A review of the literature on positive youth development clearly identifies demonstrated empirical relationships between perceived self competence, adolescent resilience, and hope, which are theorized in a strengths-based focus on youth offenders to be predictors of reduced recidivism. This evaluation of outcomes associated with participation in the Wilderness Endeavors (WE) Program of Thistledew seeks to test this theory that individuals who participate in WE will develop enhanced levels of perceived self competence, resiliency, and hope for the future, and therefore, result in a reduction of recidivism.
The specific aims guiding this exploratory study include: 1) to establish a matched-pair control group using youth who were not referred to Thistledew, but which were referred from the same county court system to a Minnesota Department of Correction (MDOC) disposition or other programs, by using as matching variables age, age of first offense, type of committing offense, and risk assessments as determined by the Youth Level of Service Inventory (YSLI) used by the referring Youth Probation Officer (if possible given county court use of the YSLI from which a control group will be drawn); 2) to assess the baseline scores of the youth participant's on the following measures: a) Perceived-Self Competence (Self Efficacy), b) Hope, and c) Adolescent Resiliency; and to assess post-program scores on Perceived-Self Competence, Hope, and Adolescent Resiliency, and 3) to conduct a six-month follow-up assessment that will assess both treatment and control youth re-offense rates, including the nature and degree of the re-offense.
The The paired t tests revealed that self efficacy and hope scores showed significant changes from pretest to posttest, suggesting that the Wilderness Endeavors Program had a significant positive effect on participant's self-efficacy and hope for the future. The non parametric test (McNemar) utilized to investigate the four hypotheses related to Wilderness Endeavors Program participation on the future offending behaviors (recidivism) of participants revealed that there were no significant differences in recidivism rates, or new program placements, between the treatment and control groups. Furthermore, involvement in school and employment were not significantly associated with recidivism rates in both treatment and control groups.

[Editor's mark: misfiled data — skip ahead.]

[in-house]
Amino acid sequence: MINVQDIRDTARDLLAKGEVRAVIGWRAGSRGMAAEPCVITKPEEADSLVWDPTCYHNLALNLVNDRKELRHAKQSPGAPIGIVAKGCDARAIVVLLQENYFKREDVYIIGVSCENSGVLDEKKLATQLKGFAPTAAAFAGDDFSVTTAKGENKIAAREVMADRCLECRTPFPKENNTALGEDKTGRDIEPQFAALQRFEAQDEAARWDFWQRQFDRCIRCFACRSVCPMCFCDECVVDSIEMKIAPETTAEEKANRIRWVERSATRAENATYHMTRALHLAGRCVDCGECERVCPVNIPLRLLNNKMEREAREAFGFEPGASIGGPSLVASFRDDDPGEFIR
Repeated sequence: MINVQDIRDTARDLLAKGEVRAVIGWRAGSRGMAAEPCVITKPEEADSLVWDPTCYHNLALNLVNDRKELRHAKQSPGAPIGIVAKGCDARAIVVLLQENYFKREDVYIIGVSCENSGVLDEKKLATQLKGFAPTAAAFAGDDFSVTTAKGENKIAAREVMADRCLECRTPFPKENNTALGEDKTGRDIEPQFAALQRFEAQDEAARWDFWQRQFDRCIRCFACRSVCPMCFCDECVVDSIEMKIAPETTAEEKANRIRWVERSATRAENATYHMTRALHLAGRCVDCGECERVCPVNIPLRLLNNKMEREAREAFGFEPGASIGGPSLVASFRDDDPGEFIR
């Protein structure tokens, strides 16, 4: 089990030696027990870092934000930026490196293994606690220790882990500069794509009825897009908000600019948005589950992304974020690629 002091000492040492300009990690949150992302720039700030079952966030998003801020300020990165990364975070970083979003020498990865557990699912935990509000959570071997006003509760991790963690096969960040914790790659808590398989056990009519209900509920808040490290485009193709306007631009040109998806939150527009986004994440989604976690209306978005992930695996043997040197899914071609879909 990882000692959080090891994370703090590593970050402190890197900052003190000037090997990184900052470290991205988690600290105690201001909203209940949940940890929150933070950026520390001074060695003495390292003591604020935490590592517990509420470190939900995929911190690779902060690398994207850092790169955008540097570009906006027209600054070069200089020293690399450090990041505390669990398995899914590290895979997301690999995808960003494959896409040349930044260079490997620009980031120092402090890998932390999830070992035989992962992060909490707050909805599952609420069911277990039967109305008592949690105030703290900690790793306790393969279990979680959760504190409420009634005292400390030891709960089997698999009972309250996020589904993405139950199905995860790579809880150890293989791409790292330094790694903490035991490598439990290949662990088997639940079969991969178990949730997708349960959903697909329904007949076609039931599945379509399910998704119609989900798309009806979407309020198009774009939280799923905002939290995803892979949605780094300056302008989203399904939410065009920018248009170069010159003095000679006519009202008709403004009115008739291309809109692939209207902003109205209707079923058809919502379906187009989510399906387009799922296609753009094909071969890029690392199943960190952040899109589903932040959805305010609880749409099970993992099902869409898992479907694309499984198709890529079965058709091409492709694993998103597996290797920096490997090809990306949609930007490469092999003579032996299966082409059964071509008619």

The binary logistic regression showed that higher levels of hope were associated with those Wilderness Endeavors Program participants who did not recidivate, while changes in self-efficacy and resilience scores had no association with recidivism. Finally, the three demographic variables that are supported in the literature as being strong predictors of recidivism for juvenile offenders revealed only YLSI scores were associated with recidivism; those individuals who did not recidivate were more likely to have a lower risk score. Gender and age of first offense had weak or no associations with either group.
University of Minnesota Ph.D. dissertation. September 2009. Major: Education, Rec/Park/Leisure Studies. Advisor: Keith C. Russell. 1 computer file (PDF); xi, 171 pages, appendices A-I.
Walsh, Michael Allen.
Wilderness adventure programming as an intervention for youthful offenders: self-efficacy, resilience, and hope for the future..
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